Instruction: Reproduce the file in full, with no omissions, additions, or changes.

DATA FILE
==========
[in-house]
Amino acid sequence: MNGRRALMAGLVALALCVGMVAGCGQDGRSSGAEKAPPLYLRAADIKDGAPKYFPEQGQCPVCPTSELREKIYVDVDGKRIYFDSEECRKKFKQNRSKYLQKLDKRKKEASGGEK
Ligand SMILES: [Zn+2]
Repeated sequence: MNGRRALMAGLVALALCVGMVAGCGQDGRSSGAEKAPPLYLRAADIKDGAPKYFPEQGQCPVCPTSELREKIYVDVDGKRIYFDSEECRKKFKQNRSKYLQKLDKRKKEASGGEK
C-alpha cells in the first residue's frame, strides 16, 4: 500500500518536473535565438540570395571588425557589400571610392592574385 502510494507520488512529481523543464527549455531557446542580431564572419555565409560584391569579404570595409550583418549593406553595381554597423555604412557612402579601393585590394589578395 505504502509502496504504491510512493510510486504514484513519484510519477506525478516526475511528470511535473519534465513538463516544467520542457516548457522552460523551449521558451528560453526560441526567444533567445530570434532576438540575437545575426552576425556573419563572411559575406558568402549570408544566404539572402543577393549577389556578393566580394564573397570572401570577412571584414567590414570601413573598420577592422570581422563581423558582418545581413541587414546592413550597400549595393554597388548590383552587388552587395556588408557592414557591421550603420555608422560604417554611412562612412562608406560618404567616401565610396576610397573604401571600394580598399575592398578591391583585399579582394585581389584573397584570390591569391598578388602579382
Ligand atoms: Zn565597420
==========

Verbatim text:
[in-house]
Amino acid sequence: MNGRRALMAGLVALALCVGMVAGCGQDGRSSGAEKAPPLYLRAADIKDGAPKYFPEQGQCPVCPTSELREKIYVDVDGKRIYFDSEECRKKFKQNRSKYLQKLDKRKKEASGGEK
Ligand SMILES: [Zn+2]
Repeated sequence: MNGRRALMAGLVALALCVGMVAGCGQDGRSSGAEKAPPLYLRAADIKDGAPKYFPEQGQCPVCPTSELREKIYVDVDGKRIYFDSEECRKKFKQNRSKYLQKLDKRKKEASGGEK
C-alpha cells in the first residue's frame, strides 16, 4: 500500500518536473535565438540570395571588425557589400571610392592574385 502510494507520488512529481523543464527549455531557446542580431564572419555565409560584391569579404570595409550583418549593406553595381554597423555604412557612402579601393585590394589578395 505504502509502496504504491510512493510510486504514484513519484510519477506525478516526475511528470511535473519534465513538463516544467520542457516548457522552460523551449521558451528560453526560441526567444533567445530570434532576438540575437545575426552576425556573419563572411559575406558568402549570408544566404539572402543577393549577389556578393566580394564573397570572401570577412571584414567590414570601413573598420577592422570581422563581423558582418545581413541587414546592413550597400549595393554597388548590383552587388552587395556588408557592414557591421550603420555608422560604417554611412562612412562608406560618404567616401565610396576610397573604401571600394580598399575592398578591391583585399579582394585581389584573397584570390591569391598578388602579382
Ligand atoms: Zn565597420